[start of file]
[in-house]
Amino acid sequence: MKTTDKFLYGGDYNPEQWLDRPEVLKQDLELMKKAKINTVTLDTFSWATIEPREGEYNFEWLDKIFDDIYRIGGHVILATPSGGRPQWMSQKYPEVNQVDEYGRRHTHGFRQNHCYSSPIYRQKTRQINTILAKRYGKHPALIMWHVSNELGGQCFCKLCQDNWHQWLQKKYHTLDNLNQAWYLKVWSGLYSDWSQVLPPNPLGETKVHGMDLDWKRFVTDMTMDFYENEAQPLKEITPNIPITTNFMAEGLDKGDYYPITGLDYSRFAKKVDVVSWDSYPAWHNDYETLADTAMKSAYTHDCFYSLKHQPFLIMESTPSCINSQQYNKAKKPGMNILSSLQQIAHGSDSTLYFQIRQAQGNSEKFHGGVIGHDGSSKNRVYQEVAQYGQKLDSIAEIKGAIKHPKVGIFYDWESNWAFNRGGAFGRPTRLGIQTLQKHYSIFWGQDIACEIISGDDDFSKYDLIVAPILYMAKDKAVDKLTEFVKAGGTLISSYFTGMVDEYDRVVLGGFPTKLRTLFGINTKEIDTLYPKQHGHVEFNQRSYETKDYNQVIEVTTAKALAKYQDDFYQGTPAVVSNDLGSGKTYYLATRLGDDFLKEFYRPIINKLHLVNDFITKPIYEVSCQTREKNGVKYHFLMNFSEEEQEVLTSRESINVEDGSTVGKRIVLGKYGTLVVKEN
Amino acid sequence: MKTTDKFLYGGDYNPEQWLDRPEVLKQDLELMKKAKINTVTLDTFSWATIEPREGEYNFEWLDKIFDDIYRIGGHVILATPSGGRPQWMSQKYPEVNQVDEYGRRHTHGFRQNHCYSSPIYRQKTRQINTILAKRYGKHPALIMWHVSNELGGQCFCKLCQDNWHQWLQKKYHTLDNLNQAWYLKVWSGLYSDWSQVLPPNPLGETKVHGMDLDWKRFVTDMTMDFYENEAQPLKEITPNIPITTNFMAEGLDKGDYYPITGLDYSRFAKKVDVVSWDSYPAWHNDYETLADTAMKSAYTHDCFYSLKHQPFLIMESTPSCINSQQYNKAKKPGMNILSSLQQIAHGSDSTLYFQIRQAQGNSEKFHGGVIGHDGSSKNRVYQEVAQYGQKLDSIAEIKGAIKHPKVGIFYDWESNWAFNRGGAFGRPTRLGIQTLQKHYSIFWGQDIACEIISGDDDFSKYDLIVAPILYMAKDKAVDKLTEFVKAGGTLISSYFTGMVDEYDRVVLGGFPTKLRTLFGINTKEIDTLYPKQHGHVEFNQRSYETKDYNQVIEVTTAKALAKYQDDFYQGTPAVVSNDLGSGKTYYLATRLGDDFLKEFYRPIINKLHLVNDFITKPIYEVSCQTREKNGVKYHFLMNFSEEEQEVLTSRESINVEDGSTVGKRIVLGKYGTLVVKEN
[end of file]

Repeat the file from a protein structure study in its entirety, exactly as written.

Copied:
[in-house]
Amino acid sequence: MKTTDKFLYGGDYNPEQWLDRPEVLKQDLELMKKAKINTVTLDTFSWATIEPREGEYNFEWLDKIFDDIYRIGGHVILATPSGGRPQWMSQKYPEVNQVDEYGRRHTHGFRQNHCYSSPIYRQKTRQINTILAKRYGKHPALIMWHVSNELGGQCFCKLCQDNWHQWLQKKYHTLDNLNQAWYLKVWSGLYSDWSQVLPPNPLGETKVHGMDLDWKRFVTDMTMDFYENEAQPLKEITPNIPITTNFMAEGLDKGDYYPITGLDYSRFAKKVDVVSWDSYPAWHNDYETLADTAMKSAYTHDCFYSLKHQPFLIMESTPSCINSQQYNKAKKPGMNILSSLQQIAHGSDSTLYFQIRQAQGNSEKFHGGVIGHDGSSKNRVYQEVAQYGQKLDSIAEIKGAIKHPKVGIFYDWESNWAFNRGGAFGRPTRLGIQTLQKHYSIFWGQDIACEIISGDDDFSKYDLIVAPILYMAKDKAVDKLTEFVKAGGTLISSYFTGMVDEYDRVVLGGFPTKLRTLFGINTKEIDTLYPKQHGHVEFNQRSYETKDYNQVIEVTTAKALAKYQDDFYQGTPAVVSNDLGSGKTYYLATRLGDDFLKEFYRPIINKLHLVNDFITKPIYEVSCQTREKNGVKYHFLMNFSEEEQEVLTSRESINVEDGSTVGKRIVLGKYGTLVVKEN
Amino acid sequence: MKTTDKFLYGGDYNPEQWLDRPEVLKQDLELMKKAKINTVTLDTFSWATIEPREGEYNFEWLDKIFDDIYRIGGHVILATPSGGRPQWMSQKYPEVNQVDEYGRRHTHGFRQNHCYSSPIYRQKTRQINTILAKRYGKHPALIMWHVSNELGGQCFCKLCQDNWHQWLQKKYHTLDNLNQAWYLKVWSGLYSDWSQVLPPNPLGETKVHGMDLDWKRFVTDMTMDFYENEAQPLKEITPNIPITTNFMAEGLDKGDYYPITGLDYSRFAKKVDVVSWDSYPAWHNDYETLADTAMKSAYTHDCFYSLKHQPFLIMESTPSCINSQQYNKAKKPGMNILSSLQQIAHGSDSTLYFQIRQAQGNSEKFHGGVIGHDGSSKNRVYQEVAQYGQKLDSIAEIKGAIKHPKVGIFYDWESNWAFNRGGAFGRPTRLGIQTLQKHYSIFWGQDIACEIISGDDDFSKYDLIVAPILYMAKDKAVDKLTEFVKAGGTLISSYFTGMVDEYDRVVLGGFPTKLRTLFGINTKEIDTLYPKQHGHVEFNQRSYETKDYNQVIEVTTAKALAKYQDDFYQGTPAVVSNDLGSGKTYYLATRLGDDFLKEFYRPIINKLHLVNDFITKPIYEVSCQTREKNGVKYHFLMNFSEEEQEVLTSRESINVEDGSTVGKRIVLGKYGTLVVKEN